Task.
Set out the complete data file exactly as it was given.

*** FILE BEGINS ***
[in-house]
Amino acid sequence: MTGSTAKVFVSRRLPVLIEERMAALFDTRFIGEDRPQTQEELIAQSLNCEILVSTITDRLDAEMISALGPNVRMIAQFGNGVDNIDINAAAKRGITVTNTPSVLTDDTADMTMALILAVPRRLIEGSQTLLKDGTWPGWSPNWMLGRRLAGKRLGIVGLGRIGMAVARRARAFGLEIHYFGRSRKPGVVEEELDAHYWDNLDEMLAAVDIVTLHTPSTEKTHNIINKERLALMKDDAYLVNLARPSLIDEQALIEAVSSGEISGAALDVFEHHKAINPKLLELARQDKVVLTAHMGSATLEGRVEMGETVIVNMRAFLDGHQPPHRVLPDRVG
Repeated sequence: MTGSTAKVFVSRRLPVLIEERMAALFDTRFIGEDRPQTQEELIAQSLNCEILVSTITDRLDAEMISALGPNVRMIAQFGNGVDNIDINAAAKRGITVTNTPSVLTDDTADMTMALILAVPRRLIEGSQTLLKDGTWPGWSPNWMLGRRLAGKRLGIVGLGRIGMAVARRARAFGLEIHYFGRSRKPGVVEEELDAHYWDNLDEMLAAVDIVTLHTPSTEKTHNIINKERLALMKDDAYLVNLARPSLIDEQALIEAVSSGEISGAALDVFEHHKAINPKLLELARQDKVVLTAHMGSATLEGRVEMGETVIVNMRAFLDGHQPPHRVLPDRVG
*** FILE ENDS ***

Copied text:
[in-house]
Amino acid sequence: MTGSTAKVFVSRRLPVLIEERMAALFDTRFIGEDRPQTQEELIAQSLNCEILVSTITDRLDAEMISALGPNVRMIAQFGNGVDNIDINAAAKRGITVTNTPSVLTDDTADMTMALILAVPRRLIEGSQTLLKDGTWPGWSPNWMLGRRLAGKRLGIVGLGRIGMAVARRARAFGLEIHYFGRSRKPGVVEEELDAHYWDNLDEMLAAVDIVTLHTPSTEKTHNIINKERLALMKDDAYLVNLARPSLIDEQALIEAVSSGEISGAALDVFEHHKAINPKLLELARQDKVVLTAHMGSATLEGRVEMGETVIVNMRAFLDGHQPPHRVLPDRVG
Repeated sequence: MTGSTAKVFVSRRLPVLIEERMAALFDTRFIGEDRPQTQEELIAQSLNCEILVSTITDRLDAEMISALGPNVRMIAQFGNGVDNIDINAAAKRGITVTNTPSVLTDDTADMTMALILAVPRRLIEGSQTLLKDGTWPGWSPNWMLGRRLAGKRLGIVGLGRIGMAVARRARAFGLEIHYFGRSRKPGVVEEELDAHYWDNLDEMLAAVDIVTLHTPSTEKTHNIINKERLALMKDDAYLVNLARPSLIDEQALIEAVSSGEISGAALDVFEHHKAINPKLLELARQDKVVLTAHMGSATLEGRVEMGETVIVNMRAFLDGHQPPHRVLPDRVG